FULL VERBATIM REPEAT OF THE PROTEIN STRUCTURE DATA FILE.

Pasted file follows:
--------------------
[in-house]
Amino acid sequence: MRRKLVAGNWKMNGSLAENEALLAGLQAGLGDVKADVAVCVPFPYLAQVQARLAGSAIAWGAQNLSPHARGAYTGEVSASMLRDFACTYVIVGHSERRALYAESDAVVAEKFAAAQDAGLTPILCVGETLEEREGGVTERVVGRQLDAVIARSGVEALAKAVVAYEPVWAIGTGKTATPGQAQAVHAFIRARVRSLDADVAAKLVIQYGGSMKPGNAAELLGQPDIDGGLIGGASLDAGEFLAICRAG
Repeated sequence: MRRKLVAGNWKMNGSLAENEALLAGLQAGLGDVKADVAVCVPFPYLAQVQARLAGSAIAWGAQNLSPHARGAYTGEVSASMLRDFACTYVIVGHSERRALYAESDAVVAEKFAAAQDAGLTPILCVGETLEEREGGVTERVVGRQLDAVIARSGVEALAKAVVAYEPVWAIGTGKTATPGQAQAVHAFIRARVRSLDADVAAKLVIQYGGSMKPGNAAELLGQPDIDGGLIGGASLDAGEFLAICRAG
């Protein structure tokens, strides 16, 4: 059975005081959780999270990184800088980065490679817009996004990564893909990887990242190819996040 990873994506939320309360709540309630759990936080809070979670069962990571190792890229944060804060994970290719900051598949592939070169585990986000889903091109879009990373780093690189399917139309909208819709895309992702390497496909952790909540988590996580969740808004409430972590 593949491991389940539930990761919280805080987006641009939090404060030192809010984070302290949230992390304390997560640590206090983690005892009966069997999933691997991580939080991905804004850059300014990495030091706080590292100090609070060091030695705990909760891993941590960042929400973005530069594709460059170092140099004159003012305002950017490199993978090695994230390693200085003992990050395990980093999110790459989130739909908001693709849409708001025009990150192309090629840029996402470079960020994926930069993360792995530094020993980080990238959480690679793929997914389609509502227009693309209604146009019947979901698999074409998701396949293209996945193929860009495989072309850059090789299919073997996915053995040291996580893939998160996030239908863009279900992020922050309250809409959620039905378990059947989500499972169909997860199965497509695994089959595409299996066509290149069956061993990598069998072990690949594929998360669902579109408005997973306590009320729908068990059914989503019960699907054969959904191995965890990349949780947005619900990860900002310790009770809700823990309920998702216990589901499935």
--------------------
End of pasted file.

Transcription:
[in-house]
Amino acid sequence: MRRKLVAGNWKMNGSLAENEALLAGLQAGLGDVKADVAVCVPFPYLAQVQARLAGSAIAWGAQNLSPHARGAYTGEVSASMLRDFACTYVIVGHSERRALYAESDAVVAEKFAAAQDAGLTPILCVGETLEEREGGVTERVVGRQLDAVIARSGVEALAKAVVAYEPVWAIGTGKTATPGQAQAVHAFIRARVRSLDADVAAKLVIQYGGSMKPGNAAELLGQPDIDGGLIGGASLDAGEFLAICRAG
Repeated sequence: MRRKLVAGNWKMNGSLAENEALLAGLQAGLGDVKADVAVCVPFPYLAQVQARLAGSAIAWGAQNLSPHARGAYTGEVSASMLRDFACTYVIVGHSERRALYAESDAVVAEKFAAAQDAGLTPILCVGETLEEREGGVTERVVGRQLDAVIARSGVEALAKAVVAYEPVWAIGTGKTATPGQAQAVHAFIRARVRSLDADVAAKLVIQYGGSMKPGNAAELLGQPDIDGGLIGGASLDAGEFLAICRAG
């Protein structure tokens, strides 16, 4: 059975005081959780999270990184800088980065490679817009996004990564893909990887990242190819996040 990873994506939320309360709540309630759990936080809070979670069962990571190792890229944060804060994970290719900051598949592939070169585990986000889903091109879009990373780093690189399917139309909208819709895309992702390497496909952790909540988590996580969740808004409430972590 593949491991389940539930990761919280805080987006641009939090404060030192809010984070302290949230992390304390997560640590206090983690005892009966069997999933691997991580939080991905804004850059300014990495030091706080590292100090609070060091030695705990909760891993941590960042929400973005530069594709460059170092140099004159003012305002950017490199993978090695994230390693200085003992990050395990980093999110790459989130739909908001693709849409708001025009990150192309090629840029996402470079960020994926930069993360792995530094020993980080990238959480690679793929997914389609509502227009693309209604146009019947979901698999074409998701396949293209996945193929860009495989072309850059090789299919073997996915053995040291996580893939998160996030239908863009279900992020922050309250809409959620039905378990059947989500499972169909997860199965497509695994089959595409299996066509290149069956061993990598069998072990690949594929998360669902579109408005997973306590009320729908068990059914989503019960699907054969959904191995965890990349949780947005619900990860900002310790009770809700823990309920998702216990589901499935």